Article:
Apprentice Fee Another Indication Of Possible Weakness In Trump's Finances

Yesterday, I tweeted about the revelation that NBC had signed up for 8 more episodes of The Apprentice and that Donald Trump was going to still remain involved in the show as Executive Producer. The conflicts of interest here are enormous. There is the serious ethical and perhaps legal problem of the President getting paid by a company while supposedly working for the American people. And there is the serious ethical problem of a media company with a news organization paying an individual it is tasked with covering. There is once again the destruction of another one of the norms of democracy. But it also raises some interesting an disturbing questions about the finances of Donald Trump that he feels compelled to take what I'm assuming is not really a significant amount of money from NBC for someone who claims to be a billionaire.

Josh Marshall has an interesting post up today that posits that Trump needs every dime he can get because he is basically insolvent. The reason he must ensure that either he or his children continue to run the Trump Organization is because it relies on a constant flow of new money simply to keep on going. Marshall also points out that Trump had apparently sold all his stock way back in June, at approximately the same time he finally forgave the $50 million loan he had given his own campaign. He was almost forced to forgive the loan because donors refused to give his campaign money in the belief that Trump would just use it to pay himself back. Trump says that he sold his stock to eliminate conflicts of interest which is hardly believable since he continues to actually create new conflicts as this Apprentice deal shows. And, as an aside, it shows that he isn't a great dealmaker as his stock portfolio would be soaring right now as the market rallies in anticipation of his business-friendly policies. The more plausible explanation is that, having forgiven the loan, he needed additional liquidity. Marshall says, "A heavily leveraged business, one that is indebted and heavily dependent on cash flow to keep everything moving forward, can be kind of like a shark. It has to keep moving forward or it dies...It is certainly plausible that if Trump simply sold off his company in toto, he'd be in debt. Maybe there wouldn't be anything left to put in a blind trust." If Marshall's theory is true, the corruption and potential for outright bribery of Trump will be beyond our worst fears.

Economic Theory Run Amok

There were two unrelated stories yesterday that highlighted how badly our country has gone off the rails due to primacy we have bestowed on corporations and their owners and the supposed "job creators". Goldman Sachs put out research report that detailed some of the impacts of the expected actions, if there are such things, of the Trump administration. But there was one point in the report that simply staggered me. In discussing the possible repeal of Obamacare, the report states, "The effect of Obamacare 'repeal and replace' is less clear, but seems likely to provide a modest net stimulus in the near term—potentially as soon as Q2 2017—as a result of the likely repeal of the taxes used to pay for some of the program."  The problems with this statement are profound. First, we have been waiting for the "replace" part of "repeal and replace" for seven years now and there is still no plan in sight. More importantly, estimates show that, depending on what "repeal" actually takes place, somewhere between 17 and 37 million Americans will lose their health insurance. The idea that millions of Americans losing their health insurance would be a net stimulus to our economy seems to be beyond credulity. My guess is what the report really means is that the repeal of Obamacare will be a net positive to corporations' bottom line as a result of the decrease in taxes firms will have to pay. For the country, on the other hand, the monetary cost will be enormous as millions of people will forgo medical treatment until their condition becomes so serious it requires much more expensive treatment that the preventive care would have cost in the first place. Other will simply use the emergency room, the most expensive kind of care, for their regular health needs. Of course, all these extra costs will fall on the federal, state, and local governments and end up costing all the taxpayers much more money in the long run. But shifting costs off of business and onto the government is a two-for - corporations can make more money and the increasing government debt means not only that government doesn't work but that we will have to cut services even more. The myopia on corporate profits to the exclusion of all else is one of the reasons Goldman is called the "vampire squid".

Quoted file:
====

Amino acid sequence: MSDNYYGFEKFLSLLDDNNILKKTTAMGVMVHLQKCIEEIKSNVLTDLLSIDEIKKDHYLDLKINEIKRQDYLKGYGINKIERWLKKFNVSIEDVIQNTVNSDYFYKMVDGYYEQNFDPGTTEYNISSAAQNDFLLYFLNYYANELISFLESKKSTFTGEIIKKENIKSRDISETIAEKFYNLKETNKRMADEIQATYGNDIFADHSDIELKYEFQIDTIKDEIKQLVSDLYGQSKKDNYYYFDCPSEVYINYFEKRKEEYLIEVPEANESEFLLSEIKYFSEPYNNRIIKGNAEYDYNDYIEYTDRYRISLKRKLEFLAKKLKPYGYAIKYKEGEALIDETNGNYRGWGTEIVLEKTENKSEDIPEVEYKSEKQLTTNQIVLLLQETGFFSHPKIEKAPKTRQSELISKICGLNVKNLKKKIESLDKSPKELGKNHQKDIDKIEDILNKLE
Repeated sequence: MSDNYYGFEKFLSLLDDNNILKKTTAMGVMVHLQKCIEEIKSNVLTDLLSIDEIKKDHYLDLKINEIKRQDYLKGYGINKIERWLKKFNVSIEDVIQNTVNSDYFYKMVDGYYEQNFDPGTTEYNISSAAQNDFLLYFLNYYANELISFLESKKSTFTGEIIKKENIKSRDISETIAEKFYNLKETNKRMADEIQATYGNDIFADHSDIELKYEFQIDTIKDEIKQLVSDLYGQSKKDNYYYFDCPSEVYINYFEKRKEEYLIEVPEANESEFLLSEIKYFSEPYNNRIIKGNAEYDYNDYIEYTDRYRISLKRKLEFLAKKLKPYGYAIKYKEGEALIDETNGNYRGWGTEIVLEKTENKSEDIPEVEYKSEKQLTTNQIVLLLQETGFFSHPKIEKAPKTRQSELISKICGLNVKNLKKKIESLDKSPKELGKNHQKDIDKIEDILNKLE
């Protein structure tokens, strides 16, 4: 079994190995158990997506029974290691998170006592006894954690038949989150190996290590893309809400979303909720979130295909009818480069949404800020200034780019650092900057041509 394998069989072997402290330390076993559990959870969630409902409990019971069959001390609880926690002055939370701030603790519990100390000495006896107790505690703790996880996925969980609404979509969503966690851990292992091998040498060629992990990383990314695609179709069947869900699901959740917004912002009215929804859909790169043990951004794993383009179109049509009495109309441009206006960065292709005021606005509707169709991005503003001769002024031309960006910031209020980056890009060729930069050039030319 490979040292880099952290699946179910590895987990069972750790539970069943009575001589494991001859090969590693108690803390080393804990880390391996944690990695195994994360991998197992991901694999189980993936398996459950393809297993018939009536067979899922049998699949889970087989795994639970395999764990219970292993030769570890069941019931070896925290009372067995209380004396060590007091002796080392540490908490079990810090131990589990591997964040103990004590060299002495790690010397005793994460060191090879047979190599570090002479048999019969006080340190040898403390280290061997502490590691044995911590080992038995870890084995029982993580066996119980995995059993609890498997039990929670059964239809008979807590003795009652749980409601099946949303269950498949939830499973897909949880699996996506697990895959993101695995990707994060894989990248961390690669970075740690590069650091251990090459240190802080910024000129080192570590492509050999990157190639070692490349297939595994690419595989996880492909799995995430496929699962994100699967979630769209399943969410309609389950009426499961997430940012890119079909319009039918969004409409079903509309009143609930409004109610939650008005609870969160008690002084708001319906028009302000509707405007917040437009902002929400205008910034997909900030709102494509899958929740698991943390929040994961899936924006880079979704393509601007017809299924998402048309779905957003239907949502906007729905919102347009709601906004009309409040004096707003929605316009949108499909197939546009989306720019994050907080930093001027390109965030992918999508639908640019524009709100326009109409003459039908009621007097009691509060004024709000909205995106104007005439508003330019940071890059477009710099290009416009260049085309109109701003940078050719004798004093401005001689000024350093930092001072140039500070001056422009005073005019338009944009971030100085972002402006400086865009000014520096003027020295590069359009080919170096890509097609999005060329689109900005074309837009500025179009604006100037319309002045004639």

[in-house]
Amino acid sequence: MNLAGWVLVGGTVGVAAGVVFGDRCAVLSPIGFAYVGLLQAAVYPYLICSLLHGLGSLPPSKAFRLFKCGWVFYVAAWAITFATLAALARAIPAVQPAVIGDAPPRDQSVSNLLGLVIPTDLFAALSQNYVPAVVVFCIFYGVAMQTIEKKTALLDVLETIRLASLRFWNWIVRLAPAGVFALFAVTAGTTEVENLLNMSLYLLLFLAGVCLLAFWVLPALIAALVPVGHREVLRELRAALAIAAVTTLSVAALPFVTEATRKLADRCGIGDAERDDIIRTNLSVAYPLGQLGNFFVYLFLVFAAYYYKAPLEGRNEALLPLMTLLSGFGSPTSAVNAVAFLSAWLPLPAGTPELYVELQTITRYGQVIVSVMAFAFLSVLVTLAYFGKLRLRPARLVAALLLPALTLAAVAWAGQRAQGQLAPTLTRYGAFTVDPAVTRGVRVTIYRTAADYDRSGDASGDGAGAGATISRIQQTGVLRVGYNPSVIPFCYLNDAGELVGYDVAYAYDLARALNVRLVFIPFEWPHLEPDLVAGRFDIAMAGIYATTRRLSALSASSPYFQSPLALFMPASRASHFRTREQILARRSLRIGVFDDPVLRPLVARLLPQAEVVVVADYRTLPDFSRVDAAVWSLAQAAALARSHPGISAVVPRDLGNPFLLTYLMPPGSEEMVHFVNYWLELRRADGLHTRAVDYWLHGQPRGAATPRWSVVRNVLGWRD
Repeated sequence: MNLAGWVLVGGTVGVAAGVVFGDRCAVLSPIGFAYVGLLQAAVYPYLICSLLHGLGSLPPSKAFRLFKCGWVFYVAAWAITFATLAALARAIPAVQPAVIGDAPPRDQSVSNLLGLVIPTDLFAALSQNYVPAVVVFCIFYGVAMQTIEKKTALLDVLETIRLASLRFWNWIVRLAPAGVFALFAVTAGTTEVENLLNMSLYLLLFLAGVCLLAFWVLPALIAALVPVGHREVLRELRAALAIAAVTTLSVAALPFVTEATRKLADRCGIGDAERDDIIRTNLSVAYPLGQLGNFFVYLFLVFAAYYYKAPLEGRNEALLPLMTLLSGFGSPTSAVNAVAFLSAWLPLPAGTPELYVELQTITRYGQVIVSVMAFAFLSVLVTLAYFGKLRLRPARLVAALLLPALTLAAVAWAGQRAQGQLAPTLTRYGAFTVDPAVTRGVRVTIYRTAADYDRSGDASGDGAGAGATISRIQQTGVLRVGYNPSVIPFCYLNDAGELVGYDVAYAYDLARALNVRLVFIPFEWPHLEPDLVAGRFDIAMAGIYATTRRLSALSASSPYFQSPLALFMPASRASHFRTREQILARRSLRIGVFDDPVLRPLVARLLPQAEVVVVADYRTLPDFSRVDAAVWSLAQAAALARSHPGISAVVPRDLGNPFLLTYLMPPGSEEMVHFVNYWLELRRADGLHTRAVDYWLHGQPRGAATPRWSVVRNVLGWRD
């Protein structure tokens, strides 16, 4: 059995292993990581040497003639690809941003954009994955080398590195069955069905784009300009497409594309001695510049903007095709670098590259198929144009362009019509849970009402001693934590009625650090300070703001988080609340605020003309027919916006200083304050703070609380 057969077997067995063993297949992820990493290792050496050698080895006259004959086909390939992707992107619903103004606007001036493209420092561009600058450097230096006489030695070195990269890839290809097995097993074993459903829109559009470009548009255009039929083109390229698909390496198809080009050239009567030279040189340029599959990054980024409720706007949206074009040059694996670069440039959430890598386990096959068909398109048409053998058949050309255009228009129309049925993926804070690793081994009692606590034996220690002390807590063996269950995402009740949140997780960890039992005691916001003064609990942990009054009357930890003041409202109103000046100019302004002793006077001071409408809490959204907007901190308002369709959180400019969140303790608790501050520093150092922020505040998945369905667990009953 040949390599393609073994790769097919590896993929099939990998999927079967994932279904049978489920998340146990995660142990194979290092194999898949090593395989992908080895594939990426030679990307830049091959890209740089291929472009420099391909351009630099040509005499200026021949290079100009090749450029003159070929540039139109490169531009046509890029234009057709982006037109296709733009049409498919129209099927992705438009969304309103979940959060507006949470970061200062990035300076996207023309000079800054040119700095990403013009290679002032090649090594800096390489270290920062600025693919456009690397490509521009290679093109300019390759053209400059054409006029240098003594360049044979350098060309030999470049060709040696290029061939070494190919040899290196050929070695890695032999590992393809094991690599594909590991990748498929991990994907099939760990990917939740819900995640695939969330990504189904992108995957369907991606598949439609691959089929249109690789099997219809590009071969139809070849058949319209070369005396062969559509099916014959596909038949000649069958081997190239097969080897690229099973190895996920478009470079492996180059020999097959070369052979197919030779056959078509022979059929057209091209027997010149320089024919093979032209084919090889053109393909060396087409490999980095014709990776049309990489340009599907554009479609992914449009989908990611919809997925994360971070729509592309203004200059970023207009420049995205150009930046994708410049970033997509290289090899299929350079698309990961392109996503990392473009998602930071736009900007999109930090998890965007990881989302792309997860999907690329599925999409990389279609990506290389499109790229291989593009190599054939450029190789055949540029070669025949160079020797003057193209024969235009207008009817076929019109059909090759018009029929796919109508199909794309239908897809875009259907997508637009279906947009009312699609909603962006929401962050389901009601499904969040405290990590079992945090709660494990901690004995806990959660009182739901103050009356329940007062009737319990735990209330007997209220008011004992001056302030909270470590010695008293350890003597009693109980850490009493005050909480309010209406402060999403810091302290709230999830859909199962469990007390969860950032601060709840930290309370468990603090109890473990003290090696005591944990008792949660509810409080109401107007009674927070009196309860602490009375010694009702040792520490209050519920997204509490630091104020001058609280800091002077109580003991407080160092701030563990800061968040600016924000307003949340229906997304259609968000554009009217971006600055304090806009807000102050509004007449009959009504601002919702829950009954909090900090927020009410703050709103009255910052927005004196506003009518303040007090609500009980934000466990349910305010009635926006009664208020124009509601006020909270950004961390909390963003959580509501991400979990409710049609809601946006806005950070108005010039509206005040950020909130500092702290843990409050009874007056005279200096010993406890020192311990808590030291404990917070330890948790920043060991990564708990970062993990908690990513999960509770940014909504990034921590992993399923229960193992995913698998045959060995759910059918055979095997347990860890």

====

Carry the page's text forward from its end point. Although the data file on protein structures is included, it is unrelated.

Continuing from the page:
The second item was an article that addressed the impact of that hoax called global warming. This piece accepts the universal scientific wisdom that global warming is real and points out how more affluent communities will be protected from its impact. And that is by design. Cedar Rapids, Iowa and Manville, New Jersey are two towns that couldn't be more different. Cedar Rapids is a big city in a rural state. Manville is a suburb of New York City. But both towns have suffered multiple serious flooding incidents in the last decade. And both have suffered a similar fate when it comes to protecting themselves against further flooding. Essentially both communities do not have high enough property values to make them worth saving, at least according to the Army Corps of Engineers.